But I wonder if the OOP programmers spend as much time creating classes
and trying to organize everything into the OOP paradigm as the C
programmer spends just writing the code?
Creating classes and organizing the program in an OOP language isn't
different from creating structs and organizing the program in C.

On one side Python is a very OOP language as everything is an object. On
the other side it is possible to write parts of the program in procedural
or even functional style. Python is not Java, you don't have to force
everything into classes.

From my experience Python makes it easy to "just write the code". Easier
than C because I don't have to deal with so much machine details, don't
have to manage memory, don't need extra indexes for looping over lists and
so on. And the "crashes" are much gentler, telling me what the error is
and where instead of a simple "segfault" or totally messed up results.

Ciao,
Marc 'BlackJack' Rintsch
Jul 13 '07 #2

P: n/a
Chris Carlen wrote:
Hi:

From what I've read of OOP, I don't get it. I have also found some
articles profoundly critical of OOP. I tend to relate to these articles.

However, those articles were no more objective than the descriptions of
OOP I've read in making a case. Ie., what objective
data/studies/research indicates that a particular problem can be solved
more quickly by the programmer, or that the solution is more efficient
in execution time/memory usage when implemented via OOP vs. procedural
programming?

The problem for me is that I've programmed extensively in C and .asm on
PC DOS way back in 1988. Then didn't program for nearly 10 years during
which time OOP was popularized. Starting in 1999 I got back into
programming, but the high-level-ness of PC programming and the
completely foreign language of OOP repelled me. My work was in analog
and digital electronics hardware design, so naturally I started working
with microcontrollers in .asm and C. Most of my work involves low-level
signal conditioning and real-time control algorithms, so C is about as
high-level as one can go without seriously loosing efficiency. The
close-to-the-machine-ness of C is ideal here. This is a realm that I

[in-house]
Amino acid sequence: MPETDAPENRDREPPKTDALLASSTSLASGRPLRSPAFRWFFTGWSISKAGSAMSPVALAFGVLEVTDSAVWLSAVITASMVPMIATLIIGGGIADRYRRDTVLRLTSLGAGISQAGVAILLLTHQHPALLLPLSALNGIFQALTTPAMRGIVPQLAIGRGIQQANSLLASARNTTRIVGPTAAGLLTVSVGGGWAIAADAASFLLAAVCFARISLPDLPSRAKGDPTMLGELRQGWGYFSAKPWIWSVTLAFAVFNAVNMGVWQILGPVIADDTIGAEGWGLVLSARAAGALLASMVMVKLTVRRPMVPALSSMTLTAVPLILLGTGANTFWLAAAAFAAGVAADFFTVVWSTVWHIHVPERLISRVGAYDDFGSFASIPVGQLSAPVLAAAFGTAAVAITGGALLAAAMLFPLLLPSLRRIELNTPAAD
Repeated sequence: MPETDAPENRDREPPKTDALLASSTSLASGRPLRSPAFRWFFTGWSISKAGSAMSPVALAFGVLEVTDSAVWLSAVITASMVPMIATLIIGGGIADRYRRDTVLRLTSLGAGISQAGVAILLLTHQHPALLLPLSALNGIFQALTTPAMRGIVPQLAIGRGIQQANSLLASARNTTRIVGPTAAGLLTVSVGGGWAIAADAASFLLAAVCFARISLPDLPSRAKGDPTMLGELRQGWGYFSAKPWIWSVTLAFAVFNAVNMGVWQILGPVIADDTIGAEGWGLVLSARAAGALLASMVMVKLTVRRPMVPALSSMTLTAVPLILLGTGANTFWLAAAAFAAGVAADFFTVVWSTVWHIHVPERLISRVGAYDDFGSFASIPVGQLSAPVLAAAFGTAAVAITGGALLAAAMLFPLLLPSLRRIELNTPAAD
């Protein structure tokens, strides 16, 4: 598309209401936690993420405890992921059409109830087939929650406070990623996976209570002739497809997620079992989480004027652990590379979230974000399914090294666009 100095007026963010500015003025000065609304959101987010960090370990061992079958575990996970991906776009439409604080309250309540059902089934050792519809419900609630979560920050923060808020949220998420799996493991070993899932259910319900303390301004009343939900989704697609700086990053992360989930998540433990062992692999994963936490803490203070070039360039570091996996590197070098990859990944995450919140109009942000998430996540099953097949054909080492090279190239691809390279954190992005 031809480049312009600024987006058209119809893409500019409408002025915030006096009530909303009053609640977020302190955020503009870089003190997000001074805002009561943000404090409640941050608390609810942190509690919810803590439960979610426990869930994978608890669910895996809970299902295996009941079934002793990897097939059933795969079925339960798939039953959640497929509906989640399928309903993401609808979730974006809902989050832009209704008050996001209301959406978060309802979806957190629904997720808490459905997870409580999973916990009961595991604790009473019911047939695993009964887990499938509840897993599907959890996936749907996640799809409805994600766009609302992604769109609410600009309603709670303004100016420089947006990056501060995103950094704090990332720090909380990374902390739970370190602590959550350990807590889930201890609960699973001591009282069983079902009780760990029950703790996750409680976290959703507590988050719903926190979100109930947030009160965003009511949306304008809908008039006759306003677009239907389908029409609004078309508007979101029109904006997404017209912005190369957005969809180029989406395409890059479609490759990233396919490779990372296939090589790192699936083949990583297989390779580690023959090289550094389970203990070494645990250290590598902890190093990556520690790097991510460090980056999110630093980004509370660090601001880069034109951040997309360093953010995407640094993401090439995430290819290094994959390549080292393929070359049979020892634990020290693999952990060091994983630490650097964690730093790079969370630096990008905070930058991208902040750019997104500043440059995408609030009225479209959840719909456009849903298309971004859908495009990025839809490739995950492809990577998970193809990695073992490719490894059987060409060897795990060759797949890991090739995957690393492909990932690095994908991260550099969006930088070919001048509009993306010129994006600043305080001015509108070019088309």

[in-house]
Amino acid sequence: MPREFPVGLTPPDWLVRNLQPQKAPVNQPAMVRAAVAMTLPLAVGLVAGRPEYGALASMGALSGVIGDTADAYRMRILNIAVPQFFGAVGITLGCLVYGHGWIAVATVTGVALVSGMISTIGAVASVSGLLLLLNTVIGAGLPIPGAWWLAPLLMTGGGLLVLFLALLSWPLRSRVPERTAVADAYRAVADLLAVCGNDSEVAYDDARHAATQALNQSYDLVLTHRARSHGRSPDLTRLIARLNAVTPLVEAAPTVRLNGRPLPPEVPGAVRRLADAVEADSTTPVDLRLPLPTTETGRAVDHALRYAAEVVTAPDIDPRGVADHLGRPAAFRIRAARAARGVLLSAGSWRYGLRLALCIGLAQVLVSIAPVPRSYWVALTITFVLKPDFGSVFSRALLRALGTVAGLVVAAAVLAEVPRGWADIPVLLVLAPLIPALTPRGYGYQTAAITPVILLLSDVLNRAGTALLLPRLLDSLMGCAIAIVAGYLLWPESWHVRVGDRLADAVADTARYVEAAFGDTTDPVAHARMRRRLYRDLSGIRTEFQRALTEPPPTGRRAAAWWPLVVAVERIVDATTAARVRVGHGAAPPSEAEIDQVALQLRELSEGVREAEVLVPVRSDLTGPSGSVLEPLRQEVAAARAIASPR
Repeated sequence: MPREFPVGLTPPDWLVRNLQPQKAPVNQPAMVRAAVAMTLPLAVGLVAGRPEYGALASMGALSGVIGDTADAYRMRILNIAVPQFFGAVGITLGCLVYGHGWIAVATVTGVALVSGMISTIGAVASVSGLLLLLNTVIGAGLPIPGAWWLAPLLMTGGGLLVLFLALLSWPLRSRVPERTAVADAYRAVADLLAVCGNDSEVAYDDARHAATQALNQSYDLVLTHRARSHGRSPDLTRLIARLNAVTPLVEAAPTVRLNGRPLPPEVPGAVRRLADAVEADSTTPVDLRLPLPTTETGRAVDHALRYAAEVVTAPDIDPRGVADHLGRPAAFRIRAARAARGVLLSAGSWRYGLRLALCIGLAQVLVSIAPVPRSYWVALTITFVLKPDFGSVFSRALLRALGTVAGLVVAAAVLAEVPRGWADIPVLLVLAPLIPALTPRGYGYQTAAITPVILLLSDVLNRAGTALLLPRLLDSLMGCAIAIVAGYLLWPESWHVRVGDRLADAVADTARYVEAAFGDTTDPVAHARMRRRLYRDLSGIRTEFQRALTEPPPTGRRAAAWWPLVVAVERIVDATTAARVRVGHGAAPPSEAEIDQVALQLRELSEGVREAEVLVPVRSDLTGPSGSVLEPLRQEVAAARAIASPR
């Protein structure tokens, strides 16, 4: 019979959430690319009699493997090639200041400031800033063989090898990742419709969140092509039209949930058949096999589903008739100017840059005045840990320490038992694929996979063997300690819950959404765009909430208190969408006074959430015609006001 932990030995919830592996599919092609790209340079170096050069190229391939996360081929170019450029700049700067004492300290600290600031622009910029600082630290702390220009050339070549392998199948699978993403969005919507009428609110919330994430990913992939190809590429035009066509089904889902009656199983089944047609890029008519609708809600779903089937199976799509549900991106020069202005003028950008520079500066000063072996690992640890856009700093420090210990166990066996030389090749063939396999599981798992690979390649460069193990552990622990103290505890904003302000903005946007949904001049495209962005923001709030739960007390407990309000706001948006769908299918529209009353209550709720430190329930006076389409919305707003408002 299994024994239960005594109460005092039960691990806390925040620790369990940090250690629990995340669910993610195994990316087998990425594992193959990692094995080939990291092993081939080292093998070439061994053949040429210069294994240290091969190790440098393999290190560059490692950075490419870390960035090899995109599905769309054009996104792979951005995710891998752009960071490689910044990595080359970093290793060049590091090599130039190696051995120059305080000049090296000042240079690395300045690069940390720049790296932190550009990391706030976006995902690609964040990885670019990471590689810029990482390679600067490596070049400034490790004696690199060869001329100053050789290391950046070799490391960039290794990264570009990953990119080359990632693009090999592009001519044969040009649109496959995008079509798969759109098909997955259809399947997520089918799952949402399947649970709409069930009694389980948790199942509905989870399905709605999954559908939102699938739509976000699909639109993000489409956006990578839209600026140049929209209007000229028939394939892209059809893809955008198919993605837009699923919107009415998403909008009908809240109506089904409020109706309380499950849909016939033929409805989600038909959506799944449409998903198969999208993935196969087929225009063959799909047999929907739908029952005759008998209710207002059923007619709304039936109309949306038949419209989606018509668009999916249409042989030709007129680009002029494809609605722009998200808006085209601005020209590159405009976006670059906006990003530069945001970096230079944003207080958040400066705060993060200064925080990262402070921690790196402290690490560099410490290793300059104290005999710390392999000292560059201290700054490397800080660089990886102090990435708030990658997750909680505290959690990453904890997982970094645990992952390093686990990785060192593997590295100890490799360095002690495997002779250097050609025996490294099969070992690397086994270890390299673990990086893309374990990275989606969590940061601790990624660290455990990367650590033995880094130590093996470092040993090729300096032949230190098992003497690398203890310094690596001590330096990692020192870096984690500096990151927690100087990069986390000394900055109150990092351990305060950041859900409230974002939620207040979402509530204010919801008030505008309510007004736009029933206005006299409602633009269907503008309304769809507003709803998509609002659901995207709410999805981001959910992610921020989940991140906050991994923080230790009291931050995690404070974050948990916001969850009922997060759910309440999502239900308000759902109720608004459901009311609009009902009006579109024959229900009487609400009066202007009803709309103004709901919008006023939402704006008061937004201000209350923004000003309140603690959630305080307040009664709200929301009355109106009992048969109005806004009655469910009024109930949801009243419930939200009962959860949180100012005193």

truly enjoy and am comfortable with.

Hence, being a hardware designer rather than a computer scientist, I am
conditioned to think like a machine. I think this is the main reason
why OOP has always repelled me.
Why?

I've written extensively in C++, including hard real-time programming
in C++ under QNX for a DARPA Grand Challenge vehicle. I have an Atmel
AVR with a cable plugged into the JTAG port sitting on my desk right now.
Even that little thing can be programmed in C++.

You can sometimes get better performance in C++ than in C, because C++
has "inline". Inline expansion happens before optimization, so you
can have abstractions that cost nothing.

If it has state and functions, it probably should be an object.
The instances of the object can be static in C++; dynamic memory
allocation isn't required in C++, as it is in Python.

Python is a relatively easy language, easier than C++, Java,
or even Perl. It's quite forgiving. The main implementation,
CPython, is about 60x slower than C, though, so if you're trying
to implement, say, a rapidly changing digital oscilloscope display,
the result may be sluggish.

John Nagle
Jul 13 '07 #3

P: n/a
Chris,

I can fully relate to your post. I trained as a programmer in the 80s
when OOP was an accademic novelty, and didn't learn OOP untill around
2002. However now I find myself naturaly thinking in OOP terms,
although I'm by no means an expert - I'm a sysadmin that writes the
occasional utility. I found learning OOP with Python very easy because
it has such a stripped-down and convenient syntax.

The advantages of OOP aren't in performance or memory, they're in the
fact that OOP simplifies the ways in which we can think about and
solve a problem. OOP packages up the functionality of a program into
logical units (objects) which can be written, debugged and maintained
independently of the rest of the programme almost as if they were
completely seperate programmes of their own, with their own data and
'user inteface' in the form of callable functions (actualy methods).

Here's a realy excellent tutorial on Python that's fun to follow.
Downloading and installing python, and following this tutorial will
probably take about as long as it took to write your post in the first
place. At the end of it you'll have a good idea how OOP works, and how
Python works. Learning OOp this way is easy and painless, and what you
learn about the theory and principles of OOP in Python will be
transferable to C++ if you end up going in that direction.

I hope this was helpful.

Simon Hibbs
Jul 13 '07 #4

P: n/a

Sorry, here's the tutorial link:

http://hetland.org/writing/instant-python.html
Simon Hibbs

Jul 13 '07 #5

P: n/a
John Nagle wrote:
Chris Carlen wrote:[edit]
>Hence, being a hardware designer rather than a computer scientist, I
am conditioned to think like a machine. I think this is the main